Some of their most significant findings came from ongoing international work that is attempting to plug the information gaps. The WHO’s ‘Global burden of disease’ (GBD) was an excellent source of information about years of life lost and reduced quality of life. A total of 80 countries had submitted statistics to this study.
The researchers put together figures showing how many people are affected annually, how many years people have lived with injuries, and the number of treatments received – and arrived at the price tag of NOK 30 billion for deaths, illness and injuries.
‘The NLIA said from the very beginning that it did not want an artificially inflated price, so we believe that we have been conservative. Our estimate was lower than those in equivalent studies from other countries that we have looked at. For example, Finland arrived at a cost that was ten times larger than ours, but then we found out that they had included the costs of lost production and all reported illness – not just people who were absent from work because of illness’, says Tarald Rohde.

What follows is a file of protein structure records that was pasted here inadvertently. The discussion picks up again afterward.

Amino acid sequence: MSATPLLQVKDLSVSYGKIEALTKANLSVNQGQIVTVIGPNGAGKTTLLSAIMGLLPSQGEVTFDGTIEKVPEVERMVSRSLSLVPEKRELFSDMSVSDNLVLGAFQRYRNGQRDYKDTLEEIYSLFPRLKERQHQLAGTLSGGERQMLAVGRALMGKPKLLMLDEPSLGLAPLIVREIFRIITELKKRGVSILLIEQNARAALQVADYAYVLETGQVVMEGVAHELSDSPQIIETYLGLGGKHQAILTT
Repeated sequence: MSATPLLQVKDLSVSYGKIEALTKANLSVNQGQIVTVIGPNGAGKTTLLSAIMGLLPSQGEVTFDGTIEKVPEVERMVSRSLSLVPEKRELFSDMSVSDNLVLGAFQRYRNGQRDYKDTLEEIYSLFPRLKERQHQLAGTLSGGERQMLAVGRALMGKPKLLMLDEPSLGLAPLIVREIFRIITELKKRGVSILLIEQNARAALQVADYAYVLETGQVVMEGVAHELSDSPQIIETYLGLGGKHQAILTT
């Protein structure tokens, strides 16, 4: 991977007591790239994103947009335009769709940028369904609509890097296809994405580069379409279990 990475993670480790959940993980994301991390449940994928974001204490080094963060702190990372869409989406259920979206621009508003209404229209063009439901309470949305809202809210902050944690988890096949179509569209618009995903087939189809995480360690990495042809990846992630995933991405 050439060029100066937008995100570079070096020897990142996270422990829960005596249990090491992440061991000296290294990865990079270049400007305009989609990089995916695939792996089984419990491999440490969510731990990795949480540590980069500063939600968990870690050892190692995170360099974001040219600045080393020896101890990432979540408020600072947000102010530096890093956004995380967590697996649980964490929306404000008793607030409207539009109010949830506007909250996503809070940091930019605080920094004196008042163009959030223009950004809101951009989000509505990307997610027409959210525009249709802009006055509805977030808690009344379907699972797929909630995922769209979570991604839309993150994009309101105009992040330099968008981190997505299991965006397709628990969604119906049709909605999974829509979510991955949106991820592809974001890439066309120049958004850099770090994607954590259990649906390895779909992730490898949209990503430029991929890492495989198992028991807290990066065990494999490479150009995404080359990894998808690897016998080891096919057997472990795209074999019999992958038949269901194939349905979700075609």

‘So we think that we are closer to the real figure, and have developed a more accurate method which will enable the NLIA to direct its energy to future work on this.
Deaths following occupational injury
Tables from the NLIA show that 182 deaths linked to work in land-based employment occurred between 2011 and 2014. That amounts to 45.5 cases per year.
The construction industry tops the list at 9.75 deaths per year. Agriculture and forestry is next with 7 deaths, followed by transport and storage with 5.75 and industry with 4.75. But if you calculate deaths in relation to how many people work in a sector, agriculture comes out worst.
Even though NOK 30 billion is a huge figure, it is distributed across numerous individual incidents. It is difficult to make any statements like ‘this is an area we will have to look into and evaluate’.
The registers also contain information about the age of those who died – and thereby years of life lost. In the building and construction trade, workers tend to be almost exclusively young people, which puts the industry at the top of the list with 401.9 years of life lost as a result of deaths in the 2011–2014 period.